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March 1, 2002

Island Pulls the Plug. Instinet Next?

By Gregory Bresiger

Island ECN, which recently topped thepoll as the largest ECN as measured by Nasdaq volume, may be attempting to outflank its would be competitor.

Island said it is cutting its execution fees dramatically, from 2.5 cents to 1.9 cents per 100 shares. It is increasing its liquidity rebate from 10 cents to 11 cents for 100 shares.

Observers say the move by Island could help entice more order flow away from Nasdaq. The cut was ordered because the firm wants to consolidate its strength in the market, the Island officials said.

It is one of several signs that Island is becoming a more scrappy competitor with Nasdaq. The most potentially damaging blow is Island's decision to report most of its Nasdaq trades to the Cincinnati Stock Exchange, the computerized-market based in Chicago.

The move means that Island would no longer submit most of its trade reports to Nasdaq's Automated Confirmation Transaction (ACT) service.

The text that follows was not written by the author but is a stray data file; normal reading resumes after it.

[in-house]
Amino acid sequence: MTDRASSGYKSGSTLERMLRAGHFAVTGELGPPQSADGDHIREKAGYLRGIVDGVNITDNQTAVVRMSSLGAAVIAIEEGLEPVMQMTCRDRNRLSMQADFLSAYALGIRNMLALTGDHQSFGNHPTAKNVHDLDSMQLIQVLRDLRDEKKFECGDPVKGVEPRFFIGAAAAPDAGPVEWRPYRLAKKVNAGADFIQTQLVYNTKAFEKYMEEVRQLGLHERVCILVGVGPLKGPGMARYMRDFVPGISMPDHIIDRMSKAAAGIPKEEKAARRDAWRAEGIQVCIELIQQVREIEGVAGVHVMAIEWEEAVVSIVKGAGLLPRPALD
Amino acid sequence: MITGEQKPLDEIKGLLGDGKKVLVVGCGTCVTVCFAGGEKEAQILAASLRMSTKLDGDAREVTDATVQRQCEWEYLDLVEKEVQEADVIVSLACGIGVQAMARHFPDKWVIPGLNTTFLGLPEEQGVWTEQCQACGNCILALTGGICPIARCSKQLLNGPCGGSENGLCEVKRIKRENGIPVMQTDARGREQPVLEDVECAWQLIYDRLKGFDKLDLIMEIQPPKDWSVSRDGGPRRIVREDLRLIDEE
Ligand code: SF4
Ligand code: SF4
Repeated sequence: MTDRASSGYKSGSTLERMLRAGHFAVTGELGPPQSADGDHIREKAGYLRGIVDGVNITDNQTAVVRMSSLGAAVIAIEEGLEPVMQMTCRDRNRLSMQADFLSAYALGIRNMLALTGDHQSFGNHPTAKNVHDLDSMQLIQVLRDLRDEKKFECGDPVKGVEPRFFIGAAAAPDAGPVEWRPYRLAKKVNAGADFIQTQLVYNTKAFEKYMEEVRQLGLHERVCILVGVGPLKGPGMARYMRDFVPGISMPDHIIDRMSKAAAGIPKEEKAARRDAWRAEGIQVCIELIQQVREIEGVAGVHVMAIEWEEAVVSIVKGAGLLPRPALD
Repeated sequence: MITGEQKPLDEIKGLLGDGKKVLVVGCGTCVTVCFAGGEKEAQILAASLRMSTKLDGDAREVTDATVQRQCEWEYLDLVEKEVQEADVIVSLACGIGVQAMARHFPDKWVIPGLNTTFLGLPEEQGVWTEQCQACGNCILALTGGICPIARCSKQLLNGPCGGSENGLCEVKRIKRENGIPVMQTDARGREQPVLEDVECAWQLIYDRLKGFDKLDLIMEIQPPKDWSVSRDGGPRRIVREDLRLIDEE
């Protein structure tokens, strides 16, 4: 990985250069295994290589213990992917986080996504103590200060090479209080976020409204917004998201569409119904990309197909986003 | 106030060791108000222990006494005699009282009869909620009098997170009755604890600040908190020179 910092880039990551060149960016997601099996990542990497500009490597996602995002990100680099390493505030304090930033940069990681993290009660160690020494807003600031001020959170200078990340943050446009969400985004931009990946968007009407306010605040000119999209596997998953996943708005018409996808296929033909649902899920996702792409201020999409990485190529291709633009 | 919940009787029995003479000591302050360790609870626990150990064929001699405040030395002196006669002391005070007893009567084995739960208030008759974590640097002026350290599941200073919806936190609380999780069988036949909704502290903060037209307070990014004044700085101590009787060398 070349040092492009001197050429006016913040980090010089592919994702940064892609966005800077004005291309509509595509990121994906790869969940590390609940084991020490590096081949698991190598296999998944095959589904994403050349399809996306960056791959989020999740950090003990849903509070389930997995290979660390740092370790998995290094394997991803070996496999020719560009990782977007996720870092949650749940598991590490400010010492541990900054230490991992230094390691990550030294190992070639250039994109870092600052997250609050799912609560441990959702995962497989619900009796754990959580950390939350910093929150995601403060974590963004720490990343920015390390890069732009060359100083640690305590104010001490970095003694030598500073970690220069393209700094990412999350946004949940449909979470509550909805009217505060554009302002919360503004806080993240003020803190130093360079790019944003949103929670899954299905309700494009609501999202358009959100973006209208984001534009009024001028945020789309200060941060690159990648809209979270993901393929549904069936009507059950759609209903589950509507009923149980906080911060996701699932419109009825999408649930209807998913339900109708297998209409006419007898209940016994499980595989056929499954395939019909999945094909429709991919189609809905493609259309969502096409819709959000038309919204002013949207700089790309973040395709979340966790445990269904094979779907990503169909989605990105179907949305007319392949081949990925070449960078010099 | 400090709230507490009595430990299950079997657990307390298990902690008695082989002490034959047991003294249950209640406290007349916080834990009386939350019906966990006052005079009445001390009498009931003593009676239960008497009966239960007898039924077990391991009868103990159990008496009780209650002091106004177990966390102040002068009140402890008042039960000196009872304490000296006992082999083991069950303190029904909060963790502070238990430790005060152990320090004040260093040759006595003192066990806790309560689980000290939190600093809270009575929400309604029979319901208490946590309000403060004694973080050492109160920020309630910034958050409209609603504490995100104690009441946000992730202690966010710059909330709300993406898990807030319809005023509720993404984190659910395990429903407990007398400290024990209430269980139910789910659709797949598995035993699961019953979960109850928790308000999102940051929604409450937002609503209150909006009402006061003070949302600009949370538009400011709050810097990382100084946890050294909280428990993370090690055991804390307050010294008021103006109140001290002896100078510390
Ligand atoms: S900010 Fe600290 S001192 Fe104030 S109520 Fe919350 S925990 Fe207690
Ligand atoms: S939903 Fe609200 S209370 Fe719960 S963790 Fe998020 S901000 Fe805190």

Market Regulation

For its part, the Securities and Exchange Commission said it would raise no objections. Its only concern was with regulation, according to Annette Nazareth, director of the agency's market regulation division.

Island said it was encouraged by Cincinnati's plan to rebate 75 percent of revenue from market data - 50 percent of that to the customer, 25 percent to the broker. (Island says it will rebate two-thirds of market data to the customer, split evenly on both sides of a trade. It works out at 5 cents each to the buyer, the seller and Island.)

Nasdaq officials downplayed the departure of Island's business. Dean Furbush, executive vice president, Nasdaq Transaction Services, says Nasdaq "budgeted" for it in the second quarter.

Furbush vowed that Nasdaq would be an effective competitor. But ECN officials, notably Archipelago President Michael Cormack, say it is blow to Nasdaq.

The move of Island to the Cincinnati Stock Exchange, says Cormack, shows that Nasdaq's tape revenue is "portable."

The Island ECN was not the only ECN with plans to torpedo Nasdaq. Instinet - which accounts for some 10 percent of Nasdaq share volume and was recently overtaken by Island as the largest ECN - may begin reporting its trades away from Nasdaq, according to Instinet CEO, Doug Atkin.